Wednesday 4 April 2012

Big Brother's little brother

Cameron - Big Brother?
Nick Clegg just doesn't get it! It's not about process! It's not about procedures! It's about principle!

The very fact that he feels the need to rationalise his boss, David Cameron's proposed new snooping legislation with talk of "safeguards" should be ringing enormous alarm bells. If it requires safeguards then it is, by definition, dangerous. He cannot sensibly argue both that the UK government's intentions are entirely benign and that they are such that we would need to be protected from their implications and potential consequences.

 Clegg says,
Any measures will be proportionate. They will not sacrifice people's civil liberties, we will not create a new government database and we will not give police new powers to look into people's emails.

Why does he feel obliged to say this out loud? Should we not be able to simply assume that the government would never do such things?

And what about his other advice? He says we should not make a fuss but wait until the government's plans are further advanced before we do anything. Did his doubtless very expensive education not cover the term fait accompli?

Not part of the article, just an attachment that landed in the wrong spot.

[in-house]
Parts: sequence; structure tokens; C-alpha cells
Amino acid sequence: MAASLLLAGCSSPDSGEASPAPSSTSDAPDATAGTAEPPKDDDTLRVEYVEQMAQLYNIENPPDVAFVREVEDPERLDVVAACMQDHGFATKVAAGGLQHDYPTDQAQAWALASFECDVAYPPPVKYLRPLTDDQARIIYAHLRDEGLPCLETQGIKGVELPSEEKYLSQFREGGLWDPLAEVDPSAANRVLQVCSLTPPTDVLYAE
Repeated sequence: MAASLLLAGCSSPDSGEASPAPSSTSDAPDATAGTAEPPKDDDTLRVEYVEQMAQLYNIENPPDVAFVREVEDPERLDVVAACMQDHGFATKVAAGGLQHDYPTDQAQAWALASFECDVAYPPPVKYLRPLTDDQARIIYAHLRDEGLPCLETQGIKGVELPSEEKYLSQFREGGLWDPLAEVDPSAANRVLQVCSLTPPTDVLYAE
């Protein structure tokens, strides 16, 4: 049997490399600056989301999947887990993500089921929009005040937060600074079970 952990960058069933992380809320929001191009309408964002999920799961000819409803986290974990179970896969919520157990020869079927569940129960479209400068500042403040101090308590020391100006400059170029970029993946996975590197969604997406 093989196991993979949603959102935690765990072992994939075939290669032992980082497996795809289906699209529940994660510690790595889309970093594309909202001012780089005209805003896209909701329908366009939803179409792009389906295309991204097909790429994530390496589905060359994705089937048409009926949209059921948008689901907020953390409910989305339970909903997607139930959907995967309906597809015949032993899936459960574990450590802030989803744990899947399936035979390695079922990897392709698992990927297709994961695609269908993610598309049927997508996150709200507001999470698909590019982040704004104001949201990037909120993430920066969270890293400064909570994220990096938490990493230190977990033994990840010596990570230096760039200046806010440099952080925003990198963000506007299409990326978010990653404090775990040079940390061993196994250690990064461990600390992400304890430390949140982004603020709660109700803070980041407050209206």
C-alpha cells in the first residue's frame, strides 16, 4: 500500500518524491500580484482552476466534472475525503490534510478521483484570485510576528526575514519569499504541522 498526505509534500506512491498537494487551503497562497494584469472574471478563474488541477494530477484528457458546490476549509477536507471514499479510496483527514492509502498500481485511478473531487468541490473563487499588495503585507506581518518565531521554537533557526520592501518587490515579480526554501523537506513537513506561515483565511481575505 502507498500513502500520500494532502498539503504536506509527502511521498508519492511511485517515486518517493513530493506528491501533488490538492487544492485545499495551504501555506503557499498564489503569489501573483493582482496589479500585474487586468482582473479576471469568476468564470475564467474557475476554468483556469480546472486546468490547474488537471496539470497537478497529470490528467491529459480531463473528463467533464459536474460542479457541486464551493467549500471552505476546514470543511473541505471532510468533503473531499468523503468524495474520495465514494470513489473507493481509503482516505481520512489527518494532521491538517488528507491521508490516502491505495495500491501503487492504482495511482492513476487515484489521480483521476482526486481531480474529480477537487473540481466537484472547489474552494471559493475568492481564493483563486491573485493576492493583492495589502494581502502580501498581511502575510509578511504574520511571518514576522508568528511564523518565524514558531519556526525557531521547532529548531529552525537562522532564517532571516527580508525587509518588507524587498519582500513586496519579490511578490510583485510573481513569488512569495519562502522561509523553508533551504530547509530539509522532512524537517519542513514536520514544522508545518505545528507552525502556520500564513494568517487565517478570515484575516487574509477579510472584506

Most laughably of all he asks us to trust him to defend our interests. Why would we do that? What has he done to earn that kind of trust?

Yet again we have intrusive and repressive legislation being ushered in on the coat-tails of the great bogeyman, Terrorism and his sidekick, Organised Crime. Haven't we heard it all before? Nobody doubts that such legislation might aid the authorities in the fight against all manner of threats. But who gets to decide what is a threat? And what other uses might these powers be put to? Who do these powers serve?

Which brings us to that most specious and insidious and pernicious of platitudes. The mantra that only those who have something to fear have something to hide. We all have things to hide. Silly, trivial things that nobody else would or should have anything other than a salacious interest in knowing. But the "Nothing to hide, nothing to fear" argument demands that we must be prepared to forego our right to any and all confidentiality in order to satisfy some arbitrary authority that we have no more malign secrets.

It is a doctrine which fatally undermines the fundamental principle of the presumption of innocence as it enshrines as a default assumption that a person is guilty unless they prove otherwise by opening their whole life to scrutiny.

I am not a religious person. Far from it! But, were I given to such things, the following would be my most fervent prayer.

Protect us from those who would be our defenders,
And deliver us from those who would be our saviours.

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